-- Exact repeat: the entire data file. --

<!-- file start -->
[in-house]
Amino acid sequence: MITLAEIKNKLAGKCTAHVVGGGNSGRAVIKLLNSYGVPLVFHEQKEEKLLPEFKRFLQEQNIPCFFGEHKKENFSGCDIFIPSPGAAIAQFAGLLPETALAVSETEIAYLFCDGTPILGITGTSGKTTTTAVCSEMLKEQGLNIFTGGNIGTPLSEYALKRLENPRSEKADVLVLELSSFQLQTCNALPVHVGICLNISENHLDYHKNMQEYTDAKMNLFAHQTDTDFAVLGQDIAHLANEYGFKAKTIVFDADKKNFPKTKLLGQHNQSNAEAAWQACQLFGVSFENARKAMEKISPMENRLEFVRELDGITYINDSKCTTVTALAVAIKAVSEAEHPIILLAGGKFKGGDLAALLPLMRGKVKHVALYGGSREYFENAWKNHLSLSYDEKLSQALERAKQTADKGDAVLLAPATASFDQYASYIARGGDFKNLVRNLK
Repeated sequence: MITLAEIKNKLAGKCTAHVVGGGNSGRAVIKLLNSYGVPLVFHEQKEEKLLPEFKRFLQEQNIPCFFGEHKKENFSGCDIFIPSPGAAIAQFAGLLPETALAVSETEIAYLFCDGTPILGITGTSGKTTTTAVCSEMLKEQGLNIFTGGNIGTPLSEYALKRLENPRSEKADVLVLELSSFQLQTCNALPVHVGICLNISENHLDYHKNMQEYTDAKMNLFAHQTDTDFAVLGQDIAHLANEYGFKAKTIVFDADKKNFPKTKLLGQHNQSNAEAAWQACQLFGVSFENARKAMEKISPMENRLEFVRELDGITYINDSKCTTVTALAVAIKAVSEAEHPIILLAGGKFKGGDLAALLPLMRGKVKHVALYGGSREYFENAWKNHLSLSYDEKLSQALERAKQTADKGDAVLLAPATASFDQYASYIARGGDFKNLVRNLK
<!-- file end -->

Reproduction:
[in-house]
Amino acid sequence: MITLAEIKNKLAGKCTAHVVGGGNSGRAVIKLLNSYGVPLVFHEQKEEKLLPEFKRFLQEQNIPCFFGEHKKENFSGCDIFIPSPGAAIAQFAGLLPETALAVSETEIAYLFCDGTPILGITGTSGKTTTTAVCSEMLKEQGLNIFTGGNIGTPLSEYALKRLENPRSEKADVLVLELSSFQLQTCNALPVHVGICLNISENHLDYHKNMQEYTDAKMNLFAHQTDTDFAVLGQDIAHLANEYGFKAKTIVFDADKKNFPKTKLLGQHNQSNAEAAWQACQLFGVSFENARKAMEKISPMENRLEFVRELDGITYINDSKCTTVTALAVAIKAVSEAEHPIILLAGGKFKGGDLAALLPLMRGKVKHVALYGGSREYFENAWKNHLSLSYDEKLSQALERAKQTADKGDAVLLAPATASFDQYASYIARGGDFKNLVRNLK
Repeated sequence: MITLAEIKNKLAGKCTAHVVGGGNSGRAVIKLLNSYGVPLVFHEQKEEKLLPEFKRFLQEQNIPCFFGEHKKENFSGCDIFIPSPGAAIAQFAGLLPETALAVSETEIAYLFCDGTPILGITGTSGKTTTTAVCSEMLKEQGLNIFTGGNIGTPLSEYALKRLENPRSEKADVLVLELSSFQLQTCNALPVHVGICLNISENHLDYHKNMQEYTDAKMNLFAHQTDTDFAVLGQDIAHLANEYGFKAKTIVFDADKKNFPKTKLLGQHNQSNAEAAWQACQLFGVSFENARKAMEKISPMENRLEFVRELDGITYINDSKCTTVTALAVAIKAVSEAEHPIILLAGGKFKGGDLAALLPLMRGKVKHVALYGGSREYFENAWKNHLSLSYDEKLSQALERAKQTADKGDAVLLAPATASFDQYASYIARGGDFKNLVRNLK